Happy Friday! Next week is one of the laziest of the year, but this week gave us plenty of revolutionary technology to discuss, so let’s do it.
You may have seen the stories or videos we’ve published about Town of Cary pushing technical boundaries to better serve its customers. The “smart city” wave is currently sweeping the globe. As Tech Republic documented this week, cities are using technology to help citizens find parking spots, build motion-detecting streetlights, and predict traffic patterns for more efficiently programmed traffic lights.
Chicago uses predictive analytics for everything from crime fighting to fending off the rat population. Parking is more convenient in London thanks to HD cameras and parking sensors to cut out the need for meters or cash transactions. Barcelona saves $58 million per year using smart water meter technology.
If you still deposit coins in a parking meter, call your representatives!
Speaking of parking, remember fighting for spots at the mall on Black Friday, then fighting for the last of a dwindling stock of holiday sale items? It’s all very… 2002.
We transitioned to opening our laptops, clicking pictures of shiny holiday items, and waiting for them to arrive at our doorsteps. But in 2017, opening the computer and entering your login information is a bit too cumbersome for most. This year, Americans are projected to spend over 6 million hours shopping on the top smartphone apps in the days following Thanksgiving, a 45% increase from last year.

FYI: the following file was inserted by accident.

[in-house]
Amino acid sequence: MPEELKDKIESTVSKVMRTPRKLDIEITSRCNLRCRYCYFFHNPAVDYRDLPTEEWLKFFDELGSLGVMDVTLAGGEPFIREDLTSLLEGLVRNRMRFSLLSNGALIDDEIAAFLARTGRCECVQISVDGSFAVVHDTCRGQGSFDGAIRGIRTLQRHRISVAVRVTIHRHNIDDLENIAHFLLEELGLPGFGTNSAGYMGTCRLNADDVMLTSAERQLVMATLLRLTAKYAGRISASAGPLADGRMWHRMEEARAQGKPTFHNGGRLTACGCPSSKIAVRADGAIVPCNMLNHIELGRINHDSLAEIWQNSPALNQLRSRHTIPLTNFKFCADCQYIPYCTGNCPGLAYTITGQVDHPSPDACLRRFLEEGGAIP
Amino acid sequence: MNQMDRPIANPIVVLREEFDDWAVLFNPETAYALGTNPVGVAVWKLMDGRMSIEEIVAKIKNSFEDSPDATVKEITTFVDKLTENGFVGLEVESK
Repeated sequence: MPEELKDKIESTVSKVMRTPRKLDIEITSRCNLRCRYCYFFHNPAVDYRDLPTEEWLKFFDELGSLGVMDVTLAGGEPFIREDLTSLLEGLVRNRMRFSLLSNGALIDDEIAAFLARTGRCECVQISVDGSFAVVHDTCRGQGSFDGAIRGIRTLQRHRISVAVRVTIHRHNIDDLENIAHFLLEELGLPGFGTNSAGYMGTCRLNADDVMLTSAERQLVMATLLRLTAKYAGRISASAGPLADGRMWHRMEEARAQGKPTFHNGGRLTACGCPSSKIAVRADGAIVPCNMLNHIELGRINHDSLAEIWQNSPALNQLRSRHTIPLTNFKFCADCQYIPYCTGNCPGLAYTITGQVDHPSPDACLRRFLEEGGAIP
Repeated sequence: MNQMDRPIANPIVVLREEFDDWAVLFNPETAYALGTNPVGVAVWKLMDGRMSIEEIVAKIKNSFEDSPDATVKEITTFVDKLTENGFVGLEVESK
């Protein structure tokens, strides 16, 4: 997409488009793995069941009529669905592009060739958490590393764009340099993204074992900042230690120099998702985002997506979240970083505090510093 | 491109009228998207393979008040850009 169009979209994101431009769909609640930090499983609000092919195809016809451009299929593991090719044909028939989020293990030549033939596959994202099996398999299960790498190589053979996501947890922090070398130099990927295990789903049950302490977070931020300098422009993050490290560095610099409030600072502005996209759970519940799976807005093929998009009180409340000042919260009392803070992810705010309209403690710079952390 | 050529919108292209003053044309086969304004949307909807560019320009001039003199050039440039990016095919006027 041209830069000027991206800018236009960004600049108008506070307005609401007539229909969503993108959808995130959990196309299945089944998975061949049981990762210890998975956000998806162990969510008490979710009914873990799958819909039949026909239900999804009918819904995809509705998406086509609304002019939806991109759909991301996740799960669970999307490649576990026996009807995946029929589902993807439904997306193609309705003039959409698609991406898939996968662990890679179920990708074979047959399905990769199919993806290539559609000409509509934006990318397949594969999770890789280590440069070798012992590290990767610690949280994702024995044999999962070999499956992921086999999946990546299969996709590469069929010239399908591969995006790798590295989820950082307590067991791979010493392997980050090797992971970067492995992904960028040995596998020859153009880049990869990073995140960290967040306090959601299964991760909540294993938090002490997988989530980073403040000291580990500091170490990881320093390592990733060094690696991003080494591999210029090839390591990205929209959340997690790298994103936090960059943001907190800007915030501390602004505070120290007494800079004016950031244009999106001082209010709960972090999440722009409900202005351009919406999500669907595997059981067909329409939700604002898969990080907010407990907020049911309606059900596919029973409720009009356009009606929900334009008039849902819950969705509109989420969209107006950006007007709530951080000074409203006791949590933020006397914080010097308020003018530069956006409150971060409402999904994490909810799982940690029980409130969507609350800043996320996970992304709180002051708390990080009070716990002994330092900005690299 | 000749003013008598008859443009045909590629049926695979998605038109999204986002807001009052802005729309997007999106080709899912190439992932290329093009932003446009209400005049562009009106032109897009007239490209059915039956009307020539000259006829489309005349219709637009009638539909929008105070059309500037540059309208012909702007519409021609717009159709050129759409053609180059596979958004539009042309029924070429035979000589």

Time to get out your smartphone and pre-order a new smartphone for that special someone in your life!
The Change Management Award goes to…
Colorado officials announced a partnership with hyperloop tech company Arrivo this week to build the first network of transportation tubes. The hyperloop network would move drivers and their cars up to 200 mph to the most common destinations around the state including the Denver airport, downtown area, Boulder, and popular ski mountains. Arrivo CEO Brogan BamBrogan says it could be ready by 2021.
Arrivo’s tubes would be above ground, at least in this case. This model is in contrast with Elon Musk’s The Boring Company, which wants to drill tunnels for alternative transportation. The Boring Company has had discussions with Maryland officials, but no deal has been announced.
The Colorado models call for the Arrivo transportation system to move passengers or cargo at the speed of sound, cutting 90 minute car trips to 10 minutes or less.
- The State of Today’s ITSM (ITSM Tools)
- Are we having the right conversations about artificial intelligence?
- ITSM Glossary: What’s the difference between incidents and problems?
Enjoy your holiday week next week. Send your users to the self-service portal so you can enjoy your turkey and football.